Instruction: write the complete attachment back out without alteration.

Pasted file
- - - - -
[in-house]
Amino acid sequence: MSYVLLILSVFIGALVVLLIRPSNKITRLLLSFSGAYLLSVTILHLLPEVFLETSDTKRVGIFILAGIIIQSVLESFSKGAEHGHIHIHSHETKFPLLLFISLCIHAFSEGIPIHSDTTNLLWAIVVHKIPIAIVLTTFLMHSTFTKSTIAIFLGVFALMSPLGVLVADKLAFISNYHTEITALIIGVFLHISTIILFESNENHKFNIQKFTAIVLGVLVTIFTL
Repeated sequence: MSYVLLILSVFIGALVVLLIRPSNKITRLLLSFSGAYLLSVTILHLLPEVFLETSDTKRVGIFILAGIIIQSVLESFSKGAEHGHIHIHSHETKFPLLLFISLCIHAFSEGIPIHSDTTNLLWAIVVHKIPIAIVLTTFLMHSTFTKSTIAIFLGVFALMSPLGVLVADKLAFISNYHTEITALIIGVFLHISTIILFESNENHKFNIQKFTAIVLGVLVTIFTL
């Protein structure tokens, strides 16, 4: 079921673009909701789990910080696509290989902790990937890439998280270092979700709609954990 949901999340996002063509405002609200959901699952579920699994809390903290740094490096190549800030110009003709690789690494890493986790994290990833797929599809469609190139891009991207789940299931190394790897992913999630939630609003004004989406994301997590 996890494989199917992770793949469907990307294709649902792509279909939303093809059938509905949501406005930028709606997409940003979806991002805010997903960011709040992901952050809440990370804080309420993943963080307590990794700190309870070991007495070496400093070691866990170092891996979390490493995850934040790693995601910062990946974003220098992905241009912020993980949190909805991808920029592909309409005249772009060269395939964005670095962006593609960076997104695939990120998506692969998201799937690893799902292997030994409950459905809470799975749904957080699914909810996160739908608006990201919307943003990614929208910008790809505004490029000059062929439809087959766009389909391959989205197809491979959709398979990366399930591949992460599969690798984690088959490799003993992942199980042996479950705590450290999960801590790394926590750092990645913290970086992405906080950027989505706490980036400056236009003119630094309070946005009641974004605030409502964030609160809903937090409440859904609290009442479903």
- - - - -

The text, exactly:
[in-house]
Amino acid sequence: MSYVLLILSVFIGALVVLLIRPSNKITRLLLSFSGAYLLSVTILHLLPEVFLETSDTKRVGIFILAGIIIQSVLESFSKGAEHGHIHIHSHETKFPLLLFISLCIHAFSEGIPIHSDTTNLLWAIVVHKIPIAIVLTTFLMHSTFTKSTIAIFLGVFALMSPLGVLVADKLAFISNYHTEITALIIGVFLHISTIILFESNENHKFNIQKFTAIVLGVLVTIFTL
Repeated sequence: MSYVLLILSVFIGALVVLLIRPSNKITRLLLSFSGAYLLSVTILHLLPEVFLETSDTKRVGIFILAGIIIQSVLESFSKGAEHGHIHIHSHETKFPLLLFISLCIHAFSEGIPIHSDTTNLLWAIVVHKIPIAIVLTTFLMHSTFTKSTIAIFLGVFALMSPLGVLVADKLAFISNYHTEITALIIGVFLHISTIILFESNENHKFNIQKFTAIVLGVLVTIFTL
């Protein structure tokens, strides 16, 4: 079921673009909701789990910080696509290989902790990937890439998280270092979700709609954990 949901999340996002063509405002609200959901699952579920699994809390903290740094490096190549800030110009003709690789690494890493986790994290990833797929599809469609190139891009991207789940299931190394790897992913999630939630609003004004989406994301997590 996890494989199917992770793949469907990307294709649902792509279909939303093809059938509905949501406005930028709606997409940003979806991002805010997903960011709040992901952050809440990370804080309420993943963080307590990794700190309870070991007495070496400093070691866990170092891996979390490493995850934040790693995601910062990946974003220098992905241009912020993980949190909805991808920029592909309409005249772009060269395939964005670095962006593609960076997104695939990120998506692969998201799937690893799902292997030994409950459905809470799975749904957080699914909810996160739908608006990201919307943003990614929208910008790809505004490029000059062929439809087959766009389909391959989205197809491979959709398979990366399930591949992460599969690798984690088959490799003993992942199980042996479950705590450290999960801590790394926590750092990645913290970086992405906080950027989505706490980036400056236009003119630094309070946005009641974004605030409502964030609160809903937090409440859904609290009442479903």